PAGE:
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Head of agency that runs Logan Airport resigns

Logan International Airport is run by Massport, the Massachusetts Port Authority, which hires some 1,200 people.
Logan International Airport is run by Massport, the Massachusetts Port Authority, which hires some 1,200 people.  

BOSTON (CNN) -- The head of the agency that runs Logan International Airport, starting point for the two hijacked flights that brought about the destruction of the World Trade Center, has announced that she's resigning.

Virginia Buckingham, 36, director of Massport -- the Massachusetts Port Authority -- said she had overseen the return of public confidence in travel from the airport since the September 11 attacks, which left about 5,000 people dead.

"I feel the authority is back on course," said Buckingham, who told the board last week that she is more than three months pregnant. "I also feel that this is the right time for me to move on."

Buckingham said her resignation, which she submitted to acting Gov. Jane Swift, will be effective November 15.

"I believe that my departure will give the governor more flexibility as she restructures state government to confront this new era of terrorism threats."

Logan is expected to become one of the first United States airports to test face-recognition technology  in the search for better air-travel security.

Since September 11, Buckingham has hired a security expert who worked with Israeli airports, guaranteed the airport's financial stability and restored the flying public's confidence in Logan, she said.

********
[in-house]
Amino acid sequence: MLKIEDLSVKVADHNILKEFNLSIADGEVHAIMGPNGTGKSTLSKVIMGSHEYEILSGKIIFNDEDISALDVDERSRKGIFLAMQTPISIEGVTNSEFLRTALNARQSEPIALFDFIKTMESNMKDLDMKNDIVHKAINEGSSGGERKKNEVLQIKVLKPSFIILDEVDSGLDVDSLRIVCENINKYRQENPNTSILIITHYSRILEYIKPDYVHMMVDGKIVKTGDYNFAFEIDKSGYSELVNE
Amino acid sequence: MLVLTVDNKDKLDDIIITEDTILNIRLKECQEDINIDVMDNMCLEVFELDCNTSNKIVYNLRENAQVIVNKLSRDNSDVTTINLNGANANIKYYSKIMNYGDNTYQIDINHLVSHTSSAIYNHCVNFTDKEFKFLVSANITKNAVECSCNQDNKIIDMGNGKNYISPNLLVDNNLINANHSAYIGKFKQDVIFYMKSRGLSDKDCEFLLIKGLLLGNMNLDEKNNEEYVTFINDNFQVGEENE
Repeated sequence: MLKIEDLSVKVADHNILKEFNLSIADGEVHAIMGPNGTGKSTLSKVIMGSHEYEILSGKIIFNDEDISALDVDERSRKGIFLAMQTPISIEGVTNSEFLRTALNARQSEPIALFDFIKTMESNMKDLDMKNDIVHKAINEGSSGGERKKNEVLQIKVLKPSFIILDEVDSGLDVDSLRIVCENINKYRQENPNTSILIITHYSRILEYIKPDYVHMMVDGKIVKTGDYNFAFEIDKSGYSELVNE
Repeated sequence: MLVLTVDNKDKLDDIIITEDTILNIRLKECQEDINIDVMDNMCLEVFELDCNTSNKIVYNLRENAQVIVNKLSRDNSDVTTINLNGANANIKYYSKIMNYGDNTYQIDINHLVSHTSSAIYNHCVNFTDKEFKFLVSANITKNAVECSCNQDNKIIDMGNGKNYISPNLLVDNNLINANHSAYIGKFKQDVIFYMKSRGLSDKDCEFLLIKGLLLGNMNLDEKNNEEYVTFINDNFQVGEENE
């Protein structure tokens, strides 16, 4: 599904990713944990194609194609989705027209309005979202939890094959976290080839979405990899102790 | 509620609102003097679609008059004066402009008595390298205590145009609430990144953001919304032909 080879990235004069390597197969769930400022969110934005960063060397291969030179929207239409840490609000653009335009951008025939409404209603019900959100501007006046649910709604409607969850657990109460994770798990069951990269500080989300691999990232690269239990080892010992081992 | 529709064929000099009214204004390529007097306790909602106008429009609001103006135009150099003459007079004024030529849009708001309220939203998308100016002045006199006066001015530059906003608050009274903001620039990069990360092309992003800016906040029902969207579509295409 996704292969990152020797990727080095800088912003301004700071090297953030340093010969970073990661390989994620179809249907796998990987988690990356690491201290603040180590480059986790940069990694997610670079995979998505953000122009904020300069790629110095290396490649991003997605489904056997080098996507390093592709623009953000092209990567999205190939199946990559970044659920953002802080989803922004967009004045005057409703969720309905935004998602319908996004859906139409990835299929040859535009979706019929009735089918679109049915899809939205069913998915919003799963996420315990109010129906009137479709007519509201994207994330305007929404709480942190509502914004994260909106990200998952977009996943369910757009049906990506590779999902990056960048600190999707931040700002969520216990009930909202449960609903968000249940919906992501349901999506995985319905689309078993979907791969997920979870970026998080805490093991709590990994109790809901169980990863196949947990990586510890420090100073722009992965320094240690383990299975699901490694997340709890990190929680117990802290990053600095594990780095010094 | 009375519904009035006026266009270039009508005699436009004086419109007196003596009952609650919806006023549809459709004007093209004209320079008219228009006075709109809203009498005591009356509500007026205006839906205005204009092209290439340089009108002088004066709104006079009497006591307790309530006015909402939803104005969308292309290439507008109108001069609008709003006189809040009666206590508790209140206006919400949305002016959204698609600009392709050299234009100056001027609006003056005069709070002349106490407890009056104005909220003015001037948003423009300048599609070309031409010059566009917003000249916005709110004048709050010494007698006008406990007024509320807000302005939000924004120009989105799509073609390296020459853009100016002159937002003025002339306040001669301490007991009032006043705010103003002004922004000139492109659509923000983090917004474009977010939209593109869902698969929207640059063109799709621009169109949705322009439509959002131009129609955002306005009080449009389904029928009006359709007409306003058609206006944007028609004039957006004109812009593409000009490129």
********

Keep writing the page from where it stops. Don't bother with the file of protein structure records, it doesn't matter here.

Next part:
A new aviation security chief will be selected next month. Buckingham expressed confidence that "whoever is selected will meet the new security challenges before us."

Buckingham's departure is not the first personnel change in recent weeks. Since the attacks, Joseph Lawless, the agency's director of security, was reassigned to another part of Massport.

Buckingham noted that the hijackings had fundamentally changed the nature of her job. "Six weeks ago, 19 hijackers changed our lives forever," she said. "In an instant, the air travel system that gives us the freedom to go where we want to go, to do what we want to do and to be with the people who matter most to us was transformed into an instrument of fear.

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"The fact that our airport was used in an unimaginable plot that killed thousands of innocent people is something I will carry in my heart and in my mind forever."

In testimony Tuesday before a hearing of the Joint Committee on Transportation Security Oversight, Buckingham said she has cooperated with state and federal authorities investigating the attacks. "No one wants to find out exactly what happened more than we do, so that we can prevent it from ever happening again," she said.

And, she added, "Logan Airport is safe, and we are making it safer every day. I would get on board a plane at my airport, with my whole family, without a minute's thought or moment's hesitation."

James Coull, vice chairman of Massport's board of directors, said the decision to quit was Buckingham's alone, and the board had wanted her to continue in the job.

"We really regret to see Ginny decide to do this," he told CNN. "I think she just decided she didn't want to go through any more ordeals."

He said neither Buckingham nor the board is to blame for letting the terrorists board the planes. "What (the hijackers) took on was allowed. That was the unfortunate fact. There was very little we could have done to prevent it."



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